Haven't filed yet? Then this means you. The annual tax filing deadline is just a week away. The deadline, in case you missed it, is April 18th this year because of a District of Columbia holiday for Emancipation Day. That gave you an extra weekend to file -- and another reason to procrastinate.
The most common last-minute mistakes are stupid errors, like failing to sign a paper return or juxtaposing a few numbers in a Social Security number. Those mistakes can hold up your refund, but you could do worse. Here are five foolish mistakes you should avoid.
Filing on paper: Filing a paper return is both inadvisable and unnecessary in today's age, when tax filing software will not only check your math, it will troll the tax code for obscure breaks that you'd otherwise miss. Since there are really lucrative deductions -- like the one-time deduction for health insurance premiums for self-employed people -- that are too short-lived to even show up on the 1040, your chance of knowing about all of them without spending hours studying the tax code is one in a zillion.
Paying for free software: But you don't want to waste money on tax software? If you earn less than $57,000 annually, there is no need to buy anything. The Free File Alliance, a group of software companies that includes all the big names such as TaxCut and TurboTax, provide free software -- the same stuff that costs you between $40 and $100 if you're buying it retail. All you have to do to get this software is go to www.irs.gov and click on the link at the top right-hand side of the page that says "I want to efile my return for free."
The Free File Alliance only provides free filing of federal returns. They're likely to charge a fee to transfer your information and file your state tax forms. If you want to avoid the inconvenience of handling your state return separately, pay the $10 or $20 state-filing fee. But know that many states offer free online filing, too. If you want an all-free filing season, go to your state's web site to see what they offer.
Fudging the Numbers: Earth to taxpayer, the IRS has been expanding it's "matching" information program for more than a decade and it's now really, really good. Your employers, banks, brokers and mutual fund companies are all sending the IRS information about how much they've paid you and how much you've paid in deductible interest. If the numbers on your return don't match the one's the IRS already has, guess what happens? Exactly. Game over. You lose.
If it appears that what you've done is a mistake rather than larceny, you'll just owe tax and penalties. If it's more larcenous than a mistake -- particularly when the numbers are big -- you are likely to single yourself out for an in-person audit and real tax woes.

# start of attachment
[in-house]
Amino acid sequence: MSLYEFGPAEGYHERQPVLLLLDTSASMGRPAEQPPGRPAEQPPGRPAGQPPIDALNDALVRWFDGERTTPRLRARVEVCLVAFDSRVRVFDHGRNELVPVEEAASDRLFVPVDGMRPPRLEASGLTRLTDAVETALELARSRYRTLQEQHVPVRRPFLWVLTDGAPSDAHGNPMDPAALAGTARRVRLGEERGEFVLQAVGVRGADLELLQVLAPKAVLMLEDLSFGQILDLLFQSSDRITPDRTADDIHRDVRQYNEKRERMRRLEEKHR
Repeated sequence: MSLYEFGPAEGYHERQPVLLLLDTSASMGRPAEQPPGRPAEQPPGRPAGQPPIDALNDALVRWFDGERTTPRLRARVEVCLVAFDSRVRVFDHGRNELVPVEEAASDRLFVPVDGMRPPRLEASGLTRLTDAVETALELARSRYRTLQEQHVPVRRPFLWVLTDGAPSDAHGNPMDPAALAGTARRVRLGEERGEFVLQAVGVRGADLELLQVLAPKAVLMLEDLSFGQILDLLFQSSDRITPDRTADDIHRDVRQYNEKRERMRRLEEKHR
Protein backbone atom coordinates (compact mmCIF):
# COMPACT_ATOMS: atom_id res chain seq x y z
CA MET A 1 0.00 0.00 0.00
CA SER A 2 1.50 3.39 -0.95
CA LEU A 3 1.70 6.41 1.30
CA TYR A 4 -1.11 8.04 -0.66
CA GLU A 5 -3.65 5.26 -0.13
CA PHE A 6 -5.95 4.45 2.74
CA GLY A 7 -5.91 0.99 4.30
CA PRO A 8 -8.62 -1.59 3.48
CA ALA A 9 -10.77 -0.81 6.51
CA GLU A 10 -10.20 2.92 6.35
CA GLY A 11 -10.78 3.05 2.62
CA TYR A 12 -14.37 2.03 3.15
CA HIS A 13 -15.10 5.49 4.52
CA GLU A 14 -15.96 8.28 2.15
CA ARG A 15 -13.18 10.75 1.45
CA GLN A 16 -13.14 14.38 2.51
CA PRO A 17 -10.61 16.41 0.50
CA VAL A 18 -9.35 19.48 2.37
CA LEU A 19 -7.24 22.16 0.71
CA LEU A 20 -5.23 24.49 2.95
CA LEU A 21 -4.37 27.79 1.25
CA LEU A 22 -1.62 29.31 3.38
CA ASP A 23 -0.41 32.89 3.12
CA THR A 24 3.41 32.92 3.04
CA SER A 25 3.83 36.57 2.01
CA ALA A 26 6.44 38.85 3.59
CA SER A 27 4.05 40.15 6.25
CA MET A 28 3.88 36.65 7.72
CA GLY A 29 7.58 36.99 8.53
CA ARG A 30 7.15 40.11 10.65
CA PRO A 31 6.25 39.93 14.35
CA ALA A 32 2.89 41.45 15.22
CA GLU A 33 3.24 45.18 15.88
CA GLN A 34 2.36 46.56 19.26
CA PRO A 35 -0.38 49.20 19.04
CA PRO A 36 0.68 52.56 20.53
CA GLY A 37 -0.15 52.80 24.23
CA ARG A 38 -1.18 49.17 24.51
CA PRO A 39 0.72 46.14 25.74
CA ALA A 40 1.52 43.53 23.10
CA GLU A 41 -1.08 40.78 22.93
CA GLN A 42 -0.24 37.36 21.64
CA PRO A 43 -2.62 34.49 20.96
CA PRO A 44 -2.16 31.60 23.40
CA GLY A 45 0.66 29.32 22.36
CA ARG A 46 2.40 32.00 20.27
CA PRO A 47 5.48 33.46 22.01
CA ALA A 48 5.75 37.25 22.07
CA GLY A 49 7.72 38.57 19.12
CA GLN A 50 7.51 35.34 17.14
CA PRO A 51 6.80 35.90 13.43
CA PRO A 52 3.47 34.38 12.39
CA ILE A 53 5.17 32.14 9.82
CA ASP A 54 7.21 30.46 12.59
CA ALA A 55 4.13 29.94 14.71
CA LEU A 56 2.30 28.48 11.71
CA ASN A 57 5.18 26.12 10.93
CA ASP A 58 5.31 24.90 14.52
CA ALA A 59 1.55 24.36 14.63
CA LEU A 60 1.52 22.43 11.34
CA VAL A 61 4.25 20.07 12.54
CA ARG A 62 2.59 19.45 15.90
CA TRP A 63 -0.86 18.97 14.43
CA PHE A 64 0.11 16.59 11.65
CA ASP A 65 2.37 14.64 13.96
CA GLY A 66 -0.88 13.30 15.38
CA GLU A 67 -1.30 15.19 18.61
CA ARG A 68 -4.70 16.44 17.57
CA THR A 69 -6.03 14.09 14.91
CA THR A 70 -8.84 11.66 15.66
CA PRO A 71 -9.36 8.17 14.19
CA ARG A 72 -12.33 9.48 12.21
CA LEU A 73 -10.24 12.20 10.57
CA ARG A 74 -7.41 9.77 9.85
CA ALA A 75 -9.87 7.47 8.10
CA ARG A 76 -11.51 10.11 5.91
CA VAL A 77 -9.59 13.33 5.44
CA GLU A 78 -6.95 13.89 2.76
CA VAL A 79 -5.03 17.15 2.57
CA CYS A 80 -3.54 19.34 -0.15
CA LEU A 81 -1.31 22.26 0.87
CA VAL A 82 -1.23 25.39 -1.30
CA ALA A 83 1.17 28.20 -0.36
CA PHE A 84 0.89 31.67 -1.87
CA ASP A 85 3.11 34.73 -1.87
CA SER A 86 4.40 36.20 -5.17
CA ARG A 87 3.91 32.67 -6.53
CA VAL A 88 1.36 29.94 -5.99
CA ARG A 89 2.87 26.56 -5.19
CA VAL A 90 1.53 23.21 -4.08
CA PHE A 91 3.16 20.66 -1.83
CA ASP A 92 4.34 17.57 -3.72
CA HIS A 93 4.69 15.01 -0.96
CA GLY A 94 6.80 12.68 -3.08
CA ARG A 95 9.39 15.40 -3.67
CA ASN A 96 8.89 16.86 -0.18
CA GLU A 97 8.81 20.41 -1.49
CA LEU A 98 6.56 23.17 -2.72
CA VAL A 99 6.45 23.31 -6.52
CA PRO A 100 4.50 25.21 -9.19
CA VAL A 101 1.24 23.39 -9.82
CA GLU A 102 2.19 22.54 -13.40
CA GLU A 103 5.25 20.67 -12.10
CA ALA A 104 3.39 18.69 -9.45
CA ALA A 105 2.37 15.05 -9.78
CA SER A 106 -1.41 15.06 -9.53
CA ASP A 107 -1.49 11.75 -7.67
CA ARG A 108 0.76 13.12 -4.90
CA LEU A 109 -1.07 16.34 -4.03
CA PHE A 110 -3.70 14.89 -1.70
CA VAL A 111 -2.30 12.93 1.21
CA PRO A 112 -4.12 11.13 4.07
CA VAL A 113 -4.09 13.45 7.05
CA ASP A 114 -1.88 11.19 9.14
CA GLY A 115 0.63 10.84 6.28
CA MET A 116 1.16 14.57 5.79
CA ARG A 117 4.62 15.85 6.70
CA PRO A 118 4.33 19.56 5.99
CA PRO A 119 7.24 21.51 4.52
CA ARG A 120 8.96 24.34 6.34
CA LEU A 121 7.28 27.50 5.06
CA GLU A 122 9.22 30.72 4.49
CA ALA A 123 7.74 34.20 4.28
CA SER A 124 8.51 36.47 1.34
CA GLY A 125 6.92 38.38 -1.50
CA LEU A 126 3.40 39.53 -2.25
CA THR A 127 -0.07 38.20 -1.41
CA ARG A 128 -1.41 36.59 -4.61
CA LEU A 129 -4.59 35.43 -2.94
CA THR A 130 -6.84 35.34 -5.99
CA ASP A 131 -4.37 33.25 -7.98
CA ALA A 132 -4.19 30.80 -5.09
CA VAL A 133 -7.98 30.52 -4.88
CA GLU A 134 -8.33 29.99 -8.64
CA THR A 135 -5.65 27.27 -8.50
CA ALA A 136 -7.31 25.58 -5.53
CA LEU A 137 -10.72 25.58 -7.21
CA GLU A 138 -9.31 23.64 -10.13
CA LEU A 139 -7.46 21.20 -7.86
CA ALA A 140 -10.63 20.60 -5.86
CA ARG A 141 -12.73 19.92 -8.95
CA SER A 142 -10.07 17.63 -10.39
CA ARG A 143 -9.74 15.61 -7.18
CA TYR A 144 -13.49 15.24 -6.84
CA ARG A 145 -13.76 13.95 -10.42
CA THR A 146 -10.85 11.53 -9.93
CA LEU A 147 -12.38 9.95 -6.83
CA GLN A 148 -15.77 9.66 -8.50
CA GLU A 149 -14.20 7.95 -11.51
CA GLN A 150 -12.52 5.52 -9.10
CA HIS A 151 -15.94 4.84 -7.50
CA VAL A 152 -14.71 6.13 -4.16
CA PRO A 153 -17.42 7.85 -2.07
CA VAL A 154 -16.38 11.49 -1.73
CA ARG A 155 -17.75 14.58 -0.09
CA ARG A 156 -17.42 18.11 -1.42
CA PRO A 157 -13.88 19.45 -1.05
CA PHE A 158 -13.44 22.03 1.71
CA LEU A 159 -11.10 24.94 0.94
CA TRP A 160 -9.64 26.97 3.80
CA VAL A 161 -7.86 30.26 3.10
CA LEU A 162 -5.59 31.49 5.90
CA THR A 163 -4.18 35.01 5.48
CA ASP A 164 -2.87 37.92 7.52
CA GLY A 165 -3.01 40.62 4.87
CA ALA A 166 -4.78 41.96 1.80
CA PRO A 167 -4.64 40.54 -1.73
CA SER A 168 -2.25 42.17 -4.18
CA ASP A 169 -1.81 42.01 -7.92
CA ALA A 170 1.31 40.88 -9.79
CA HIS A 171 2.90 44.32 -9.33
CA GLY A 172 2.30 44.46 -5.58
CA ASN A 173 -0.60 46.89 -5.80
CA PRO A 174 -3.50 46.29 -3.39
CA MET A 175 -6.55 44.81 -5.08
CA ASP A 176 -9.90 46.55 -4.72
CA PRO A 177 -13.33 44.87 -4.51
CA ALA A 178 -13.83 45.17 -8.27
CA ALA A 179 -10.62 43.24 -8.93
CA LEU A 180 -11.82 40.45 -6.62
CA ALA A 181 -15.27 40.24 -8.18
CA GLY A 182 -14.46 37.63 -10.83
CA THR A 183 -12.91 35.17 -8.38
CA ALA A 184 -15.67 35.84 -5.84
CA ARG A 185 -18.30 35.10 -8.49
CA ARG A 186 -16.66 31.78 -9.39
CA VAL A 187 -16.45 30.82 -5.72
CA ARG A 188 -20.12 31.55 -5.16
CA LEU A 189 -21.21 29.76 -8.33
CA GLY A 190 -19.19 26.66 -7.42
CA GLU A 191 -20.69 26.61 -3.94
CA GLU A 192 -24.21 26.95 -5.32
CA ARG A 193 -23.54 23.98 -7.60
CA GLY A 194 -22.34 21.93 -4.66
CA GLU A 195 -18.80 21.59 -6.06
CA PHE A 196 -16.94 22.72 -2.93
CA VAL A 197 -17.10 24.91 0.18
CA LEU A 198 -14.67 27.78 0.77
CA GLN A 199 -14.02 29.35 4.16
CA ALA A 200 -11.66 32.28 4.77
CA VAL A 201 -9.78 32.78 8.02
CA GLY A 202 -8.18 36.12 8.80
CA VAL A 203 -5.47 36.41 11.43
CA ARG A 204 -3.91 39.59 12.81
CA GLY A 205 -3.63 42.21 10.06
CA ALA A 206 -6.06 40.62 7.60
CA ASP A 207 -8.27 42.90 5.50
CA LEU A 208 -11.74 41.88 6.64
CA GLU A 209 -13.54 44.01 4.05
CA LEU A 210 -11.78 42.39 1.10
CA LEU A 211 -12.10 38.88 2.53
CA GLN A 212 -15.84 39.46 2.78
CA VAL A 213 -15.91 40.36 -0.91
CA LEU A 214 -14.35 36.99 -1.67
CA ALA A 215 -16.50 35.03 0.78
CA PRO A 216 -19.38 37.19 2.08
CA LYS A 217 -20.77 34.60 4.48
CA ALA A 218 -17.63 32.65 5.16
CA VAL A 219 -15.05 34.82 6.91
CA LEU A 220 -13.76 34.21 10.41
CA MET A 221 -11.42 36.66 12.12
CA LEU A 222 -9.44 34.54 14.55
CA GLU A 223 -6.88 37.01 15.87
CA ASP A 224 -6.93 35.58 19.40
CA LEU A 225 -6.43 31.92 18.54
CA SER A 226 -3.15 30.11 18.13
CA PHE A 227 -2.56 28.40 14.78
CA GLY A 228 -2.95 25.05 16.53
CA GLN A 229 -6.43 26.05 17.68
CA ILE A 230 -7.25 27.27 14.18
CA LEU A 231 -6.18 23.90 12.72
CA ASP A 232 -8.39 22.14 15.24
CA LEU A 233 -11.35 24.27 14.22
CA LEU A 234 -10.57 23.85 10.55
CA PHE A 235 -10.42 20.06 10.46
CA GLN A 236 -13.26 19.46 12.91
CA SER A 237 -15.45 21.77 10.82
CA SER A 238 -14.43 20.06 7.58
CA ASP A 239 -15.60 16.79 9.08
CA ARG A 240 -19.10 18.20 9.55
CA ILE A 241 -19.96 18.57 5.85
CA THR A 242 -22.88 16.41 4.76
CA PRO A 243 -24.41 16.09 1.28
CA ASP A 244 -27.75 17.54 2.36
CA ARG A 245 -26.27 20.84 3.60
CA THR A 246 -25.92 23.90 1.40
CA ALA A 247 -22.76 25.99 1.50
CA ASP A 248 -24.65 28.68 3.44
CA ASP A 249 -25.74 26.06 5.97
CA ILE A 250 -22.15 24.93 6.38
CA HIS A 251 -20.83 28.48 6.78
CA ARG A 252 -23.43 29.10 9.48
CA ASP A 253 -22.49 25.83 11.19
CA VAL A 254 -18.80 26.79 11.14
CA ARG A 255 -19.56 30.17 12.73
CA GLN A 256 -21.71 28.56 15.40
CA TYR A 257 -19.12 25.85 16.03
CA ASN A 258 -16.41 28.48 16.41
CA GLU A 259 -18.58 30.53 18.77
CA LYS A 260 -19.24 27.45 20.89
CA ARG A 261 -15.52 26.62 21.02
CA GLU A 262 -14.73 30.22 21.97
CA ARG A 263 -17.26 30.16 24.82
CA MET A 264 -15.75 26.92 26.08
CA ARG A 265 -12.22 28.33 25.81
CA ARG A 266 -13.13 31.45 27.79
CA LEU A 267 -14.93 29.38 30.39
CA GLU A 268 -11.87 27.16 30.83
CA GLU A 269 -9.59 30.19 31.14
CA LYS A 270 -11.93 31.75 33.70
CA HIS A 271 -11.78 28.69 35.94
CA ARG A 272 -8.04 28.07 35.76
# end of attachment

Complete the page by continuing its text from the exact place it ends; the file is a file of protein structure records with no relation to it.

Failing to file: If you know that you're going to owe taxes and don't have the means to pay, it can be tempting to ignore the deadline. But it's one of the biggest tax mistakes you can ever make. The repercussions of failing to file a return are far worse than the repercussions for failing to pay all you owe. Specifically, if you fail to file, the IRS can assess a penalty of 5% of the amount due for every month you're late. They cap that penalty at 25% of the tax due. But, think of it....In April you owe $1,000. In May, it's $1,050; June $1,100 and a whopping $1,250 by September. Late payment penalties load up on top of that.
What's the penalty if you can't pay? One tenth as much -- one half of one percent per month.
Man up. If you can't afford to pay, confess and file. You might be surprised at how accommodating the IRS can be when you're honest, polite and forthright. If what prevented you from paying was a temporary set-back, like a job loss or medical problem, chances are good that the IRS will allow you to catch up with your tax obligation over time through an installment agreement. That's a lot better than accumulating an ever-rising tax debt.
Demanding a check: Like the rest of the world, the IRS is trying to go paperless. That saves a fortune on printing and mailing checks. All they require from you is bank information so that they can deposit your money directly into your bank account. By going paperless, you get your refund dramatically faster -- in a matter of days, rather than the multiple weeks it's likely to take when you file this close to the deadline.
Sure, it's fun to get checks in the mail. But the average refund is $3,000. If you get $3,000 deposited in your bank account a month sooner, you'll earn interest amounting to....well, about 83 cents. But, hey, that could allow you to play the big spender the next time some cute kid is looking for a quarter to feed the gumball machine. Save some time (and a tree) and go for direct deposit of your refund.